Fear of Failure…
The group walked onto the dark stage taking their places for their dance. The music started, the lights came on and there they were, 15 special needs adults about to dance in front of a few hundred people. Their yellow and silver costumes moving sometimes in the same direction and sometimes not. The few who knew the routine helping those who weren’t sure. Their courage to be up on that stage was inspiring, they put their fears aside to dance and show everyone what they have learned over the year.
The recital continued with numerous dance numbers and people with all different abilities in dance striving to do their best on stage. If there were any fears, they were not apparent. There were smiles, not tears, as they danced with abandon. There were missteps, and at times it seemed some were dance too fast or too slow, however they were all dancing, fully engaged in their performance.
If thoughts determine feelings and emotions which in turn determine action or behavior, then this groups’ thoughts could not be on failing. Their thoughts had to be focused on success, on achieving what they set out to achieve. How did they overcome those feelings of failure, those thoughts of “what if I fall?”, or “what if I forget the next step in the dance?”, or “what if I don’t catch her?”
Overcoming fear is not about not having the fear, it is about having the courage to change the thought of the fear to one of positive, courageous action. It is knowing that no matter what you can handle the consequences of what your doing.
I remember the first time I had to present in front of over 1000 people (250 in the audience and another 750 by streaming). My greatest fear leading up to the presentation was not that I wouldn’t remember what I was presenting, but that I would fall as I stepped up onto the stage and make a complete fool of myself. And that fear of shame or embarrassment was haunting for me. The night before this presentation I had a dream that as I stepped onto the stage I tripped. I fell spread eagle across the stage, my leopard print dress up across my back with my bum out there for all the audience to see. The audience was horrified, there was a collective gasp from the group, and one lone laugh. A senior executive who I didn’t work for was the laugher. I awoke in a cold sweat convinced that this foreshadowed what was going to happen and reignited my fears. As I sat waiting my turn to walk up on the stage I was doing everything in my head to overcome this fear of falling and ultimately failing. I stepped up onto the stage and let out an audible sigh of relief. I then told the story of the dream, making the audience laugh and allowing myself to move on from the fear as it didn’t come true. The remainder of the presentation went well and I overcame my fear of falling and failing.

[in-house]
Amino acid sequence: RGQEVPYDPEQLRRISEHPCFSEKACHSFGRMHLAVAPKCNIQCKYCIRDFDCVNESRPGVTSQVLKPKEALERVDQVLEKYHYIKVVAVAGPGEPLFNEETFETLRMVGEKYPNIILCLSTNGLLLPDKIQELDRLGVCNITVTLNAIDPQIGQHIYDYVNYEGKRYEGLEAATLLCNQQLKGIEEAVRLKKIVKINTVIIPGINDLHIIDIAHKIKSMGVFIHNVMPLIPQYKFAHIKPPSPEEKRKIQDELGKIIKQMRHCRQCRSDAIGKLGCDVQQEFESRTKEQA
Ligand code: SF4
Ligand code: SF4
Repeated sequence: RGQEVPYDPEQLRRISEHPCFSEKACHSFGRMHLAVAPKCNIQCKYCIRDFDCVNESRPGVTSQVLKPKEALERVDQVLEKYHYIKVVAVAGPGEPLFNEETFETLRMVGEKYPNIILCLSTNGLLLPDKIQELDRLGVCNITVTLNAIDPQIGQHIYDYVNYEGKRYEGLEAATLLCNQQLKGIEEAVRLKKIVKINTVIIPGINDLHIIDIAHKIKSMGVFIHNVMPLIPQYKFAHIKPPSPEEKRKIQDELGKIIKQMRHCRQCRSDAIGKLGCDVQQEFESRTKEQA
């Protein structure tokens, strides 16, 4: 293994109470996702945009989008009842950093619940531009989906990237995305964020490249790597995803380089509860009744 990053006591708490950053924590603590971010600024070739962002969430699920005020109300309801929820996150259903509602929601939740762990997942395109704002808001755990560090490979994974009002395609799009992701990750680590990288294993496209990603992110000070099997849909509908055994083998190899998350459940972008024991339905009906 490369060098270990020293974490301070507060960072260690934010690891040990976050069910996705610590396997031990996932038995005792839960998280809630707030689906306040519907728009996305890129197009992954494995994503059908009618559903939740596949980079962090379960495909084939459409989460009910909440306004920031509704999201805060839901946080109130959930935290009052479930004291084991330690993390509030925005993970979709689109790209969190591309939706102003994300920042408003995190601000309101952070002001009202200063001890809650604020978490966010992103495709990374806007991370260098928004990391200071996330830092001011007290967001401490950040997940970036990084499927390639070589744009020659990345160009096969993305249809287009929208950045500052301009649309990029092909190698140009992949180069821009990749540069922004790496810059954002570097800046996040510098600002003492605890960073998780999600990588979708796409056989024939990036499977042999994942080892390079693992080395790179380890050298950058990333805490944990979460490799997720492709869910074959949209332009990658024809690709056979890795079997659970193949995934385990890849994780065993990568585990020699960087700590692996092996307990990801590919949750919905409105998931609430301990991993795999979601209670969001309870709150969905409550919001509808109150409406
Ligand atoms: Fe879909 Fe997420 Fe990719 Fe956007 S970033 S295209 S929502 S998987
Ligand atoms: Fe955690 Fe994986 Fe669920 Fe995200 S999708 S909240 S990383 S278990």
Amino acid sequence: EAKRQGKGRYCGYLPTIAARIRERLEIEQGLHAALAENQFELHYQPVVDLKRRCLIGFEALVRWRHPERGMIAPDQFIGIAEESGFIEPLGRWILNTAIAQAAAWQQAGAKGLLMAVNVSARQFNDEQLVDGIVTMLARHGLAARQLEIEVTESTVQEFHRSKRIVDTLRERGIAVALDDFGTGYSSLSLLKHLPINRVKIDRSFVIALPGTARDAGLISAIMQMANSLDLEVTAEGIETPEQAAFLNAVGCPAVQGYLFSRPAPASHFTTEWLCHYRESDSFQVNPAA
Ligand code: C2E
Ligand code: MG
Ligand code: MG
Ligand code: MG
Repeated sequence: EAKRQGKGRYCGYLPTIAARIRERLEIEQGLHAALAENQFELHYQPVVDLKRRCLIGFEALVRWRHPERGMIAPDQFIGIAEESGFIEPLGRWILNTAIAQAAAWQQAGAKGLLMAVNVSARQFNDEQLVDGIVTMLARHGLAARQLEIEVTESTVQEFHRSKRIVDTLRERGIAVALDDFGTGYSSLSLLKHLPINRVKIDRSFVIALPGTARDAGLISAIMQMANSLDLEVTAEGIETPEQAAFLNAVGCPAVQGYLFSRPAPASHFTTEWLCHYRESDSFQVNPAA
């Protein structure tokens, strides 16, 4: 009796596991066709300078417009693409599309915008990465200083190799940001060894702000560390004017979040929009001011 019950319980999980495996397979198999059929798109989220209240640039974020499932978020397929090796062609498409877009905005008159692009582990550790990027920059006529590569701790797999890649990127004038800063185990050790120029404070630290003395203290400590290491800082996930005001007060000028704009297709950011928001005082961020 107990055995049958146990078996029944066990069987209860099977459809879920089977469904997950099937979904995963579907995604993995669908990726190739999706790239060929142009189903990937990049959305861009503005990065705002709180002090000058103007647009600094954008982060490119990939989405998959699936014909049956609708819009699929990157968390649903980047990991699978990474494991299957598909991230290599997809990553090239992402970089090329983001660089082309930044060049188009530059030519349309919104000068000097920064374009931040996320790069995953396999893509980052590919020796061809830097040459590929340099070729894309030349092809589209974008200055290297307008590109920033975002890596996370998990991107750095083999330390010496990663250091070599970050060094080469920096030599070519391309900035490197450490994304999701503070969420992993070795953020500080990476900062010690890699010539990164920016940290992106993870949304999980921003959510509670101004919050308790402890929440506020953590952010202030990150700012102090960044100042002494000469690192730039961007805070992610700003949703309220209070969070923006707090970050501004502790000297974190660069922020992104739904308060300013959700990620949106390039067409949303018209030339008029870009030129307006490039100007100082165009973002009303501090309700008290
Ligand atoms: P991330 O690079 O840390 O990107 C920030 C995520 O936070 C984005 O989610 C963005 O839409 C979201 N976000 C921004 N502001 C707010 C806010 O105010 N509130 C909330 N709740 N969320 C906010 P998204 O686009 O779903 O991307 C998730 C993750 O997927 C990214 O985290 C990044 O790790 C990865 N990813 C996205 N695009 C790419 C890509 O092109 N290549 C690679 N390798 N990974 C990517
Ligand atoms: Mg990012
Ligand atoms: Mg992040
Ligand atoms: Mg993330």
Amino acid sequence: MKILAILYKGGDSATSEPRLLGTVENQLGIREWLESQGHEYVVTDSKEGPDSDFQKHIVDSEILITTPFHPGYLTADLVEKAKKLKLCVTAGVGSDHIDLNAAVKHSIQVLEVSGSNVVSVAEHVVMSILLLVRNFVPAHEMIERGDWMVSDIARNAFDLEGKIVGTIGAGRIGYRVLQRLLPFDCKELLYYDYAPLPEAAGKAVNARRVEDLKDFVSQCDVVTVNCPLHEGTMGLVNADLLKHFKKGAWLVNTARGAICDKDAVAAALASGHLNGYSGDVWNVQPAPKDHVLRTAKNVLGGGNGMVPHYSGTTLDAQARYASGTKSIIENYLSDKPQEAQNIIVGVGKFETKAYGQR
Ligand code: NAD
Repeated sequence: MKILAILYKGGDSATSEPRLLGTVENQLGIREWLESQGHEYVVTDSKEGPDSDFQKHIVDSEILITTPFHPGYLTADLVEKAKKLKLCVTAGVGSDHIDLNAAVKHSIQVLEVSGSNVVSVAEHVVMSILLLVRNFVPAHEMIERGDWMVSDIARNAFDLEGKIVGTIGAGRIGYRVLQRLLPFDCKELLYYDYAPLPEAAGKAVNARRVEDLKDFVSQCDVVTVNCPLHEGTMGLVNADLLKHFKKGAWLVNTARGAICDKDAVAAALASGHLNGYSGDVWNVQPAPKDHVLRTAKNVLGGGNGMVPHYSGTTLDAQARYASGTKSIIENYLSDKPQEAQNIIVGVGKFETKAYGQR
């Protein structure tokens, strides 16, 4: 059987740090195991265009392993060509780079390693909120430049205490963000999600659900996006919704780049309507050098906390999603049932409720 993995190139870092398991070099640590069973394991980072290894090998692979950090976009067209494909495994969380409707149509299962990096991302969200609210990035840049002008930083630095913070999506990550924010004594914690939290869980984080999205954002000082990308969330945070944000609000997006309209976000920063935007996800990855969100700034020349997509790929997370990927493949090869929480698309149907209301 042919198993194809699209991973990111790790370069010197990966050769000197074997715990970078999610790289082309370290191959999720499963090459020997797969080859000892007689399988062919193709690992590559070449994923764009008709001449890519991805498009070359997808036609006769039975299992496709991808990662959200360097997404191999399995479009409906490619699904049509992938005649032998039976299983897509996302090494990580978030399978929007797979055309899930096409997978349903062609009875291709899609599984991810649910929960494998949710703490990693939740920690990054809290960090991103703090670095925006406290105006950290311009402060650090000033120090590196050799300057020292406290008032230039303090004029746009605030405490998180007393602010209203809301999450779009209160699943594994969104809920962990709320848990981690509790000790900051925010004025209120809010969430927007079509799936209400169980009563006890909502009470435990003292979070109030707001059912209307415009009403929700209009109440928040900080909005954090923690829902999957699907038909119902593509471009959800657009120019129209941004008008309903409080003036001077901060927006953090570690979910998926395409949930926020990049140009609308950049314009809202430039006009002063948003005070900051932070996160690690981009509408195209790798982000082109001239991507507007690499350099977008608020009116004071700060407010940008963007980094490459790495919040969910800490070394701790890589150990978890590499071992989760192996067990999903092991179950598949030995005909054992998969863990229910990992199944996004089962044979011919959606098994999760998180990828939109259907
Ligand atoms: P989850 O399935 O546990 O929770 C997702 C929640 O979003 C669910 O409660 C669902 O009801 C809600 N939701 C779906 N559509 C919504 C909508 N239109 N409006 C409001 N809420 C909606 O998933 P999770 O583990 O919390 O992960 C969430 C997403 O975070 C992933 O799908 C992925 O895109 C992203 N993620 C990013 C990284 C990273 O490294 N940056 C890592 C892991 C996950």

Conquering that fear was as simple as saying it out loud and realizing that the fear wasn’t real. That it shouldn’t hold me back from doing anything. Everyone’s fears are different. There are fears that are based in “what if I die,” such as a fear of heights or flying. There are fears that are based on shame or embarrassment, like mine was rooted, although I thought it was just about falling, but it was really about the outcome of that fall. Many times in corporate America people are focused on the fear of losing their job. That holds them back very often from taking risks, finding opportunity and possibilities and in being their best self. They are too focused on the “what ifs” versus the here and now.
In many of these cases it is about reframing the thought of failure. It is about understanding the fear, what is behind it and what are the consequences associated with the fear. Then it is about knowing that you can overcome those by either having a plan B or changing the thought associated to one of positive action. As Michael Jordan once said, “I failed over and over and over again in my life and that is why I succeed.” The failures taught him to practice something more, to change the thoughts and thus the feelings about something, to continue.
As I watched my niece and her friends dance, I was struck by the lack of fear that they all had. They went onto that stage ready to dance. Because of their differing ability, they don’t see a fear of failure as real. They just go out and do their thing, rejoicing in the process with no attachment to the outcome. If only we all could do that versus worrying about failing! How much less stress would we feel? How much better would our lives be if this fear of failure was kept at bay, knowing we had the confidence to overcome whatever happens?
Change the thought, allow the new feeling to take over and take action. We can all overcome our fears!
Leave a Comment